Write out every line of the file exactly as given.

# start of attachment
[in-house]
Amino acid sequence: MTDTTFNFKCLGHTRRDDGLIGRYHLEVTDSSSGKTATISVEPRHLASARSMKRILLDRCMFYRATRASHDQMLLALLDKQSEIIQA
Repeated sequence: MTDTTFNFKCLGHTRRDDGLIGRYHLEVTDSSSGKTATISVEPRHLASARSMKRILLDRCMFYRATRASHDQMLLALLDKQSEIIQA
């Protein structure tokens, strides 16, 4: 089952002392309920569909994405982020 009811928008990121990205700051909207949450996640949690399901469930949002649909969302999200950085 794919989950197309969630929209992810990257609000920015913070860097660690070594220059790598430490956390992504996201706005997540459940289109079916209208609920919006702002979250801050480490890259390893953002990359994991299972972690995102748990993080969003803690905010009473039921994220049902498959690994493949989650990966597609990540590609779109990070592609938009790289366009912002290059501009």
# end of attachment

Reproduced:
[in-house]
Amino acid sequence: MTDTTFNFKCLGHTRRDDGLIGRYHLEVTDSSSGKTATISVEPRHLASARSMKRILLDRCMFYRATRASHDQMLLALLDKQSEIIQA
Repeated sequence: MTDTTFNFKCLGHTRRDDGLIGRYHLEVTDSSSGKTATISVEPRHLASARSMKRILLDRCMFYRATRASHDQMLLALLDKQSEIIQA
């Protein structure tokens, strides 16, 4: 089952002392309920569909994405982020 009811928008990121990205700051909207949450996640949690399901469930949002649909969302999200950085 794919989950197309969630929209992810990257609000920015913070860097660690070594220059790598430490956390992504996201706005997540459940289109079916209208609920919006702002979250801050480490890259390893953002990359994991299972972690995102748990993080969003803690905010009473039921994220049902498959690994493949989650990966597609990540590609779109990070592609938009790289366009912002290059501009």